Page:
FIG. 5 shows a heat dissipator much like that shown in FIG. 1, but differing in having excised strips 24 which run vertically, whereas in FIGS. 14 they extend horizontally. This terminology is relative, it being understood that one advantage of the present dissipator is that it may be mounted vertically or horizontally or inverted or at any desired angle.

The displaced strips 22 and 24 are not exactly louvres, because they are excised from the main body of metal at both top and bottom edges of the strip, as will be clear from inspection of FIG. 2, but for convenience the strips sometimes may be referred to as louvres. A true louvre may be used but is diiiicult to make unless the metal is thin. In either case there are strips which are excised and displaced for increased heat dissipation. The selection of the direction of these louvres, as between FIG. 1 and FIG. 5, is largely dependent on the preference of the user. The heat dissipation provided by one form is susbtantially the same as that provided by the other, and any slight differcnce which may be found under careful test conditions will depend on the direction of air circulation in the particular piece of equipment in which the dissipator is being used.

Although the device is not limited to particular dimensions, in some preferred examples now being made the base is 1.20 inches by 1.20 inches. The wings have a height of 1 inch or 1 /2 inches or 2 inches, depending on the heat dissipation requirement. The angle of divergence of the wings is ten degrees on each side. The sheet metal has a thickness of 0.030 inch, but the same units are also available in a thickness of 0.060 inch.

A variant form of the dissipator, intended for lighter duty, is shown in FIGS. 6 and 7 of the drawing. This dissipator is smaller and is made of lighter sheet metal, but has been drawn to larger scale in FIGS. 6 and 7. In one manufactured size the base 30 is 1.00 inch by 1.00 inch, and the metal has a thickness of 0.020 inch, or optionally when so requested, may be made of metal having a thickness of 0.040 inch. The excised and displaced strips or louvres 32 are of full length, there being a single set of long louvres instead of the two sets of short louvres shown in FIGS. 1 and 5.

Heat dissipators in the dimensions described above would be used for low to medium power transistors, for example, those commercially designated T O3 or TO-36.

It will be understood that the quantitative dimensions given above are intended solely by way of example, and are not to be considered in limitation of the invention.

Referring now to FIG. 8, one advantage of the present dissipator is that for increased load, two such dissipators may be nested in crossed relation. In the present case the wings 36 and 38 form part of one dissipator unit, and

the wings 4t and 42 are part of another dissipator unit. Each has its own base, and the two bases are superposed beneath the semiconductor device, which in this case is a power transistor 44. The bases and the holes therethrough register, so that the assembly is easily made. The units also may be disposed in back to back relation as shown in FIG. 9. In this case a dissipator unit 4-6 is arranged back to back with another dissipator unit 43, with both aiding heat dissipation from a power transistor 55 In FIG. 9 the units are crossed, but of course may be disposed back to back, with the wings one above the other, as suggested in FIG. 14.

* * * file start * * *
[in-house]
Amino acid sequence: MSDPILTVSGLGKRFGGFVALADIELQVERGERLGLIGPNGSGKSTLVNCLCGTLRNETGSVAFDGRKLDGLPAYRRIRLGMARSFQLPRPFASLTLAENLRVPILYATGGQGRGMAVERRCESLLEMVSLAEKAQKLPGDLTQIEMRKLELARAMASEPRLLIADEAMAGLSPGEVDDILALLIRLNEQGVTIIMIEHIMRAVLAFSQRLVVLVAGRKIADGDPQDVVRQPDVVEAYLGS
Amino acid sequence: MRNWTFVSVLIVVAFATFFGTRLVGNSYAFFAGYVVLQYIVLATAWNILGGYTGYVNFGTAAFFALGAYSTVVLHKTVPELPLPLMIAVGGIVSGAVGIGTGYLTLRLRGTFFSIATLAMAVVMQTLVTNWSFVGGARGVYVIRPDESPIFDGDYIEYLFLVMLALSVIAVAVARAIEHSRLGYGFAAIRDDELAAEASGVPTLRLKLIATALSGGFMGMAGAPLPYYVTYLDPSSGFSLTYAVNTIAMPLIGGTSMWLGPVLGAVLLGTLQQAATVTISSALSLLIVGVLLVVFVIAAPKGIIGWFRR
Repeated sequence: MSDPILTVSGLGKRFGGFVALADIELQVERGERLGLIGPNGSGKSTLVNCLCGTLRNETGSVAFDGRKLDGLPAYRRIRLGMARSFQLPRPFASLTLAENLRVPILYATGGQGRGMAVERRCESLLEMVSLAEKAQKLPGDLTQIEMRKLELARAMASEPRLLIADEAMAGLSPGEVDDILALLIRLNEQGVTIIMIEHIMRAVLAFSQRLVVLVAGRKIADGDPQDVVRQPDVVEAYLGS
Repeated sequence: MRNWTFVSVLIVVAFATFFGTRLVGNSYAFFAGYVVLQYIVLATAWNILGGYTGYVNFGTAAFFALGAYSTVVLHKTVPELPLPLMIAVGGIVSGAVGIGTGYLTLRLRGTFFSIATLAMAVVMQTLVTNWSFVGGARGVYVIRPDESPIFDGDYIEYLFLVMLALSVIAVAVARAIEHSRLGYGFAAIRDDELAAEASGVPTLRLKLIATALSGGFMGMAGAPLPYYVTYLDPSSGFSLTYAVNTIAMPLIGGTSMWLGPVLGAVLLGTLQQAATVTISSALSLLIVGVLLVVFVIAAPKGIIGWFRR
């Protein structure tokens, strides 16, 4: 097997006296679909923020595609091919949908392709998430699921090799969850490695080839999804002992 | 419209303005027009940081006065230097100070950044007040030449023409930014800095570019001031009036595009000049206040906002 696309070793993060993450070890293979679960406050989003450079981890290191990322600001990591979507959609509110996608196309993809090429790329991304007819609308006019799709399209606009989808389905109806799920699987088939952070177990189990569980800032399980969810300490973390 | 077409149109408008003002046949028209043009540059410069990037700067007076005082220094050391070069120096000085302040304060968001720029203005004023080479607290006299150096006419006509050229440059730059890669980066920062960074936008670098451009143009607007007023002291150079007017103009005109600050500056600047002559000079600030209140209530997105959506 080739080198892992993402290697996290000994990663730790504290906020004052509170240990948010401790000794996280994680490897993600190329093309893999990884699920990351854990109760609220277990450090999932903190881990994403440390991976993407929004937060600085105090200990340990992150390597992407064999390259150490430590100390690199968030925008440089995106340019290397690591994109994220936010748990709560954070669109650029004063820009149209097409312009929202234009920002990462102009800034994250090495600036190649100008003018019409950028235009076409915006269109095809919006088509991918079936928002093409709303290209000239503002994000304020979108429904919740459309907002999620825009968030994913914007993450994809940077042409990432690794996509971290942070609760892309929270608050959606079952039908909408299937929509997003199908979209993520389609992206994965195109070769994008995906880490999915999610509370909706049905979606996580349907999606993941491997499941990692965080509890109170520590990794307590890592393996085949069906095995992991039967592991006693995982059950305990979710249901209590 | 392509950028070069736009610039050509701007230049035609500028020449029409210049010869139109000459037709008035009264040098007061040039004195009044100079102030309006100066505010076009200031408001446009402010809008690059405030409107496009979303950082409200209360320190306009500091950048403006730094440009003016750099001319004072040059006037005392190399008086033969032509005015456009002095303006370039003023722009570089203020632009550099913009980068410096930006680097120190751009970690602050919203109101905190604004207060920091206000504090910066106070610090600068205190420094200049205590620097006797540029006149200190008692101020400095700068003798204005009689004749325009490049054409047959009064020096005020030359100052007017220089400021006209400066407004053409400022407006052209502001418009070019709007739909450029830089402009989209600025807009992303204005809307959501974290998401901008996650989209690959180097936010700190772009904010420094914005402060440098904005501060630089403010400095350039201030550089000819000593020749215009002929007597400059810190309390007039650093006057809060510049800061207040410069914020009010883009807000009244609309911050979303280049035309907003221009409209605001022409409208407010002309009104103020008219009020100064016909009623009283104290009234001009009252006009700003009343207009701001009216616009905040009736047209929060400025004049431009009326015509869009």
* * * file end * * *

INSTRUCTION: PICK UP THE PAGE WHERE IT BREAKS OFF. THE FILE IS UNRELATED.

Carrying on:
This also is illustrated by a part of FIG. 10 in which dissipator unit 52 is back to back with dissipator unit 54, without crossing the units. However, in FIG. 10 there is an additional unit 56 which is inverted and crossed relative to the units 52 and 54. In FIG. 10 the power transistor 58 is being used with three dissipator units, and it will be understood, without illustration, that the third unit may have its wings extending upward instead of downward, and further, that four such units may be employed instead of three, with two extending upward and two extending downward. In other words, two of the crossed pairs shown in FIG. 8 may be used back to back.

As so far described the units referred to are single units having a square base. However, one advantage of the present device and its method of manufacture is that it is well adapted for manufacture in multiple units, to carry either single or multiple semiconductor devices. This feature of the invention may be explained with reference to FIG. 16, which shows a strip of sheet metal 60 being fed in the direction of the arrow through suitable punch and die mechanism, not shown. The die may be a progressive die, and in any case it forms the louvres 62 and transverse slots 64 which define the wings, while the material is still fiat. With the parts fabricated as shown, the strip may be severed between any desired units. If severed on the dotted lines 66, the resulting pieces are each three units long. By appropriately shifting the severance, the device may be made in any desired length. The bending of the wings relative to the base may be performed before or after severing the pieces, but the punching of the holes is preferably done last. This is so because in one case the user may want holes only at the middle unit of a threeunit piece to accommodate a power transistor, and in an other case the user may want holes in each piece, the long unit being used as a common mounting for a series of semiconductor devices.